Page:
A TV commercial showed a real estate agent asking her new homebuyer customers, "So, have you shopped for your mortgage yet?"
The wife responded, "Yes, we have a mortgage broker."
The agent's response: "Oh. How do you know he's getting you the best deal?"
The husband and wife look at each other and sheepishly confess, "Uh ... we don't."
Then, of course, the agent goes on to explain the benefits of his service.
This is an example of a clever way to deal with the resistance statement, "We're already working with someone else."
What was different about the real estate agent's approach? He used a question, and a question is more appropriate to combat this objection than a statement.
You see, a statement about how good you are is argumentative in this circumstance. Not only does it attack your prospect's choice and belief -- which is fruitless -- it doesn't address the process someone must go through in order to change their mind.
A question gets the buyer talking about their situation, and ideally causes them to doubt their position. And the doubt must first be there before they'll change their mind.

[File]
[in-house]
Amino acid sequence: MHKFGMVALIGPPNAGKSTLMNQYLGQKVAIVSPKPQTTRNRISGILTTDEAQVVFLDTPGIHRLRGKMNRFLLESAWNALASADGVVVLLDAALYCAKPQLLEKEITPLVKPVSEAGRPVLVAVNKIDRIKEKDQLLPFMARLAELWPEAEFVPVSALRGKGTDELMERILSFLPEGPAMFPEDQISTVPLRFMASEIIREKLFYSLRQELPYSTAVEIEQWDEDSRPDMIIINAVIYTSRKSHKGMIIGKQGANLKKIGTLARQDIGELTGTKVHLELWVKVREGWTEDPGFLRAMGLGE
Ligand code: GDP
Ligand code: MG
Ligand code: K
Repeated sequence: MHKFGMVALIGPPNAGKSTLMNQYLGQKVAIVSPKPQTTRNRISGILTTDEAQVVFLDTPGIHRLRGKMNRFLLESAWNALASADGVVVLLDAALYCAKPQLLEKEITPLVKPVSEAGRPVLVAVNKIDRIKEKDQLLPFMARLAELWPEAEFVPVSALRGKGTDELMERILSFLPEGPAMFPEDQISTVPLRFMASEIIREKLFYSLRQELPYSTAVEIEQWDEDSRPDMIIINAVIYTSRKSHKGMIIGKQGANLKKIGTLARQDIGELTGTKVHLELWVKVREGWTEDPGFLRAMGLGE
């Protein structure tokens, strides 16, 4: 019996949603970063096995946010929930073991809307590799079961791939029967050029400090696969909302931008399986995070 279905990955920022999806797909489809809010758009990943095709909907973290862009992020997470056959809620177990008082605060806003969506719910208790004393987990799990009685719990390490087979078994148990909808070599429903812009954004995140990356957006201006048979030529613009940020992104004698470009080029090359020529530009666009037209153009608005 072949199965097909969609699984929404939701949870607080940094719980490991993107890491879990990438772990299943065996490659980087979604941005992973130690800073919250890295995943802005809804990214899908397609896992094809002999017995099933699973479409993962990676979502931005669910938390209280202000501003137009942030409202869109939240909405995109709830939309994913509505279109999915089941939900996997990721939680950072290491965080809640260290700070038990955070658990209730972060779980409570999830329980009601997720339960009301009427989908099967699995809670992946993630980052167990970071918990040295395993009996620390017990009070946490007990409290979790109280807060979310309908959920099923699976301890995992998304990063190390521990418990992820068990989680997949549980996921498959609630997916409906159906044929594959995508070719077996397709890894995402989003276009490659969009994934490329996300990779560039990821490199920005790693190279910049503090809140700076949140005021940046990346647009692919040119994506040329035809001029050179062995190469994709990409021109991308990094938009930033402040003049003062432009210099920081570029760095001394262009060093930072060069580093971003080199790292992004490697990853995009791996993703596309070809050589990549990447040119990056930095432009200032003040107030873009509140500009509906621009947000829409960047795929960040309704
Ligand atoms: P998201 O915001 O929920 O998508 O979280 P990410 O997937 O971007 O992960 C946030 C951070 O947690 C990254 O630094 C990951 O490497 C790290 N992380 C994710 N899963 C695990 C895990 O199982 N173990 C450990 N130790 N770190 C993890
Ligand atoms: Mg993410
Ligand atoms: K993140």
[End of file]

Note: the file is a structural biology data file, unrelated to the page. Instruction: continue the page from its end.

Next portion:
Here are some other examples of questions to use when you hear "I'm already buying from someone:"
- "I see. How often do you review your service?"
- "How did you select them initially?"
- "What do you do to ensure you're getting the best price?"
- "What type of evaluation process do you go through to be sure you're getting the best service available?"
- "What do you do to keep up with the other latest innovations in that area?"
Think of the exact resistance statements you hear along the lines of "I'm already working with ABC Services." Then use these questions, modify them, or come up with your own in order to get your prospect to doubt their position.
After that, prepare for their possible answers, and your next questions.
Editor's note: This post originally appeared on Smart Calling Online and is republished here with permission.